Nighttime in Madrid, Spain. Photo by Roberto Taddeo.

A World Record Week for Crowdfunding Journalism was officially shelved this week. It was a crowdfunding journalism trailblazer that had been inactive for years but its proof of concept leaves a legacy (and plenty of data worth considering that we’ll get into next week on A report on the lower than average success rate of crowdfunding campaigns initiated by journalist accompanied the news.

It’s sad I suppose, part of a week of sad news in journalism, but there is a load of good news to counterbalance a negative narrative. We know (two editors, four contributors at Through the Cracks: Crowdfunding in Journalism) because we monitor and write about crowdfunding in journalism every week.

The big one: El Español broke the world record in crowdfunding Saturday, bringing in 1.39 million euros. The campaign has another 13 days to go.

Funny that the crowdfunding world record was broken days after the death of

El Español is one of three crowdfunding journalism campaigns that have successfully raised more than one million euros since 2013. In each instance, the news outlet barely existed on paper and had published few stories or no stories at all.

It is the second European news website, Direkt36 in Hungary being the other, to secure substantial funding for journalism in the last two weeks.

Other awesome news in crowdfunding journalism this week:

  • Back in the United States, Massively Overpowered, a niche gaming journalism website brought in $50,000 in less than two days to meet their goal on Kickstarter. Employees of Joystiq at were laid off Feb. 3. Instead of going their separate ways they made Massively Overpowered and were back online at in a little over a week. In quasi-Hunger Games style, they were slated to die but were saved by the crowd. A very similar story played out last month for an alternative weekly in Knoxville, TN.
  • A few months after finishing their crowdfunding campaign, Latterly Magazine has established partnerships with Newsweek and the French magazine Ulyces. They got tripped up with a pretty serious subscription service issue this week but continue.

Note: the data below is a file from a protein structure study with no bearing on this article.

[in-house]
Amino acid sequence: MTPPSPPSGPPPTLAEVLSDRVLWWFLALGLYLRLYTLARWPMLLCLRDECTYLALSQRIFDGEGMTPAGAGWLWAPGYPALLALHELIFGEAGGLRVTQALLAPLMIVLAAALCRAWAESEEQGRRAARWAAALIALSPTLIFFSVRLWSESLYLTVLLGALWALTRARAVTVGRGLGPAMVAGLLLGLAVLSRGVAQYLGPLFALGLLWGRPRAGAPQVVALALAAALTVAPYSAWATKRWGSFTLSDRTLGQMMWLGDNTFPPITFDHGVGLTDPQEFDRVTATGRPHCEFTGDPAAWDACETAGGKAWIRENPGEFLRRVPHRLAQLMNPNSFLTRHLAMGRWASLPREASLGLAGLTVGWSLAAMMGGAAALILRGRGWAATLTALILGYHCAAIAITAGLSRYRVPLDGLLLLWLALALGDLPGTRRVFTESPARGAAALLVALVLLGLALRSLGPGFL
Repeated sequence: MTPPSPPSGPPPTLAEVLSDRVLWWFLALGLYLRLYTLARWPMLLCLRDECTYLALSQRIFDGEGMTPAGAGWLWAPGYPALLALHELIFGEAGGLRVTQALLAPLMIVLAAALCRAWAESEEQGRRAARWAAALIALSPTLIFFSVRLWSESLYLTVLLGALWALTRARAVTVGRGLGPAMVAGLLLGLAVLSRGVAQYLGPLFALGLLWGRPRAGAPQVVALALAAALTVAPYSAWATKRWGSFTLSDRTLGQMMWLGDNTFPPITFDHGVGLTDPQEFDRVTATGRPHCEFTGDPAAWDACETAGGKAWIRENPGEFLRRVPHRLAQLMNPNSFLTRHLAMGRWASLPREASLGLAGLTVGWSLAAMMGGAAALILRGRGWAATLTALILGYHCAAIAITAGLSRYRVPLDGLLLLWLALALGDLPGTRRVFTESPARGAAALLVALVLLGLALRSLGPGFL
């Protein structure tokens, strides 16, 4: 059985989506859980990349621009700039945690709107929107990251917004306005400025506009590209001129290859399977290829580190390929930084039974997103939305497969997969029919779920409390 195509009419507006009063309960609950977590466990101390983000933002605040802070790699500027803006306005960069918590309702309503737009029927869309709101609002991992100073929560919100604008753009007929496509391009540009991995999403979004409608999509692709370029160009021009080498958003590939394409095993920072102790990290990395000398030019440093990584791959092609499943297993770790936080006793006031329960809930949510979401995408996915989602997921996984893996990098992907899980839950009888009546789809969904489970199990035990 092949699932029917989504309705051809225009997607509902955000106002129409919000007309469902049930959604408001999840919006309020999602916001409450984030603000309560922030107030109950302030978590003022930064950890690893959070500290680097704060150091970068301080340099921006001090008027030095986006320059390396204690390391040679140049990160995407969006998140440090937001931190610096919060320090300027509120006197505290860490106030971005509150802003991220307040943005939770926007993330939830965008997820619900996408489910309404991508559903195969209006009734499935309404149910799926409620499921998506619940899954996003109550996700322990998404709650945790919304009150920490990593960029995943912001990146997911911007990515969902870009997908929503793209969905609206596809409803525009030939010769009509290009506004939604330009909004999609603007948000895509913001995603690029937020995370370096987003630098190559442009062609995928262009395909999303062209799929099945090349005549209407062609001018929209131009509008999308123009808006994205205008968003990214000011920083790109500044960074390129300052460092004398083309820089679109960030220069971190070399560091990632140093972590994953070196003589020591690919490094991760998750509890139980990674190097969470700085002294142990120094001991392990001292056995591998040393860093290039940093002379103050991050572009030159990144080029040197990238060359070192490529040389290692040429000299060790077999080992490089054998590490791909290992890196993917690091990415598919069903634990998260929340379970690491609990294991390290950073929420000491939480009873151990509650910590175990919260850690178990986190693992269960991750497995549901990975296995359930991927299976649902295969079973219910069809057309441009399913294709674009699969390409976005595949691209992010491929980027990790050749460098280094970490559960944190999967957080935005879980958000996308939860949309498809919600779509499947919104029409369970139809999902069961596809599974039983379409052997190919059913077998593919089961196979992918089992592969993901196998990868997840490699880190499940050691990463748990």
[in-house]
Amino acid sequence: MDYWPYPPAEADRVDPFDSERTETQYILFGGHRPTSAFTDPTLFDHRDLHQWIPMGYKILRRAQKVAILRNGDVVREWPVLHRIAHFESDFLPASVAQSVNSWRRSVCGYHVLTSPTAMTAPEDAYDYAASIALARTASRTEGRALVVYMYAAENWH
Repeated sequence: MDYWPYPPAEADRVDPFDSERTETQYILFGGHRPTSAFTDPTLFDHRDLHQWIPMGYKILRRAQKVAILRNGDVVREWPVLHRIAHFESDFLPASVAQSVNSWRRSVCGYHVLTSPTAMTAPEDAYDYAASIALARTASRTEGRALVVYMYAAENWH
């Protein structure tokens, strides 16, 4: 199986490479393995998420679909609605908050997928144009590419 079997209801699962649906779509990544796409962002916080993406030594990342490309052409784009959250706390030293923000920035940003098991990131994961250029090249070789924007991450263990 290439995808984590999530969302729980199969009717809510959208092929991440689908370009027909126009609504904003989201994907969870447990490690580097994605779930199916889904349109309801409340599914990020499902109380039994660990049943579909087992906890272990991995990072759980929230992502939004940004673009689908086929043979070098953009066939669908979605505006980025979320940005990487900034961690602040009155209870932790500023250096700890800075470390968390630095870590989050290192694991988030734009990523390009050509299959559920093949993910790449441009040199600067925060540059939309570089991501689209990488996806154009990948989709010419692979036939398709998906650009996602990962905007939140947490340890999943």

• Texas Tribune raised $3,000 in three days to investigate part of south Texas that has been without clean drinking water for decades. It was their second campaign and their first one-week campaign.
  • Ideal Impact’s idea to add a solution and call to action to every news article hit their funding goal on Indiegogo (look for a story about Ideal Impact and its founder Olivier Kamanda on tomorrow).

Finally, new contributor Alexandra Meleán interviewed Dana Scruggs this week.

She’s an independent fashion photographer who likes taking mens fashion pictures on racket ball courts in Brooklyn and she’s busy getting the first issue of Scruggs Magazine in order. Her campaign ended two weeks ago and brought in more than $12,000. It’s not a world record but it’s noteworthy in understanding that it is possible for someone in her position to get the seed money to publish her magazine and bring her vision into the world.

El Español made it a special week but crowdfunding makes a way for news startups all the time, so in a lot of respects it’s just another week.

We don’t buy into the idea that crowdfunding is here to save journalism. Some might but that may not be the norm. We do buy into the idea that crowdfunding has a great potential, one that does not seem fully realized.

As Mark Glaser from PBS MediaShift said in an #EdShift chat a while back: